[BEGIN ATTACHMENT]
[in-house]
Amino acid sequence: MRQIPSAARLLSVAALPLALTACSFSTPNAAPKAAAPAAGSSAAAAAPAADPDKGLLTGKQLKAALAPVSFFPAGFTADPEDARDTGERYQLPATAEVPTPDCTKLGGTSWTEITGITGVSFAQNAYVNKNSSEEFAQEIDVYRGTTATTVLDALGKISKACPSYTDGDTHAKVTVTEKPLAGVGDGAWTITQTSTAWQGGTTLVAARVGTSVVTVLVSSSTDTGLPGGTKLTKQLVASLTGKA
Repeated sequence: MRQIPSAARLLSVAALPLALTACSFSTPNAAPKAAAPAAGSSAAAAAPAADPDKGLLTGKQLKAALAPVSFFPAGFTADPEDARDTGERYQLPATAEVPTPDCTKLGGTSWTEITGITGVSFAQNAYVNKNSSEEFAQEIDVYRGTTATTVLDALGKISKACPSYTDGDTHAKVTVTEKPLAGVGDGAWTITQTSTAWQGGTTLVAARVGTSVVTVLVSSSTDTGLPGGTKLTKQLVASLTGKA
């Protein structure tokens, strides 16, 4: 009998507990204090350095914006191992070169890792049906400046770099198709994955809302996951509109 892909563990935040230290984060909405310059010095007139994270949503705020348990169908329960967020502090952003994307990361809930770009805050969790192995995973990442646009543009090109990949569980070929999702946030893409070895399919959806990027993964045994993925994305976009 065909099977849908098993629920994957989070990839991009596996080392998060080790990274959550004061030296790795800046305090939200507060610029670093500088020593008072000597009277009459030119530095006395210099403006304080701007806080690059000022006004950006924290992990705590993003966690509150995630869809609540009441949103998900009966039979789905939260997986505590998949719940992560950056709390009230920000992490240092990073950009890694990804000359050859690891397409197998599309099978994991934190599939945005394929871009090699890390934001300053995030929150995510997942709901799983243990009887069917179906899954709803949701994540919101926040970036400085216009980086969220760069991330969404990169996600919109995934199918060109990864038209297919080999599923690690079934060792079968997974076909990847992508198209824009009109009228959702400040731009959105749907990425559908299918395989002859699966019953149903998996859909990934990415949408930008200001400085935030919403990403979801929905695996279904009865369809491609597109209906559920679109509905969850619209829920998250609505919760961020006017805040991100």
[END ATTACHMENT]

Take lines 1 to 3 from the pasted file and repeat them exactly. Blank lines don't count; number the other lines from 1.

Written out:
[in-house]
Amino acid sequence: MRQIPSAARLLSVAALPLALTACSFSTPNAAPKAAAPAAGSSAAAAAPAADPDKGLLTGKQLKAALAPVSFFPAGFTADPEDARDTGERYQLPATAEVPTPDCTKLGGTSWTEITGITGVSFAQNAYVNKNSSEEFAQEIDVYRGTTATTVLDALGKISKACPSYTDGDTHAKVTVTEKPLAGVGDGAWTITQTSTAWQGGTTLVAARVGTSVVTVLVSSSTDTGLPGGTKLTKQLVASLTGKA
Repeated sequence: MRQIPSAARLLSVAALPLALTACSFSTPNAAPKAAAPAAGSSAAAAAPAADPDKGLLTGKQLKAALAPVSFFPAGFTADPEDARDTGERYQLPATAEVPTPDCTKLGGTSWTEITGITGVSFAQNAYVNKNSSEEFAQEIDVYRGTTATTVLDALGKISKACPSYTDGDTHAKVTVTEKPLAGVGDGAWTITQTSTAWQGGTTLVAARVGTSVVTVLVSSSTDTGLPGGTKLTKQLVASLTGKA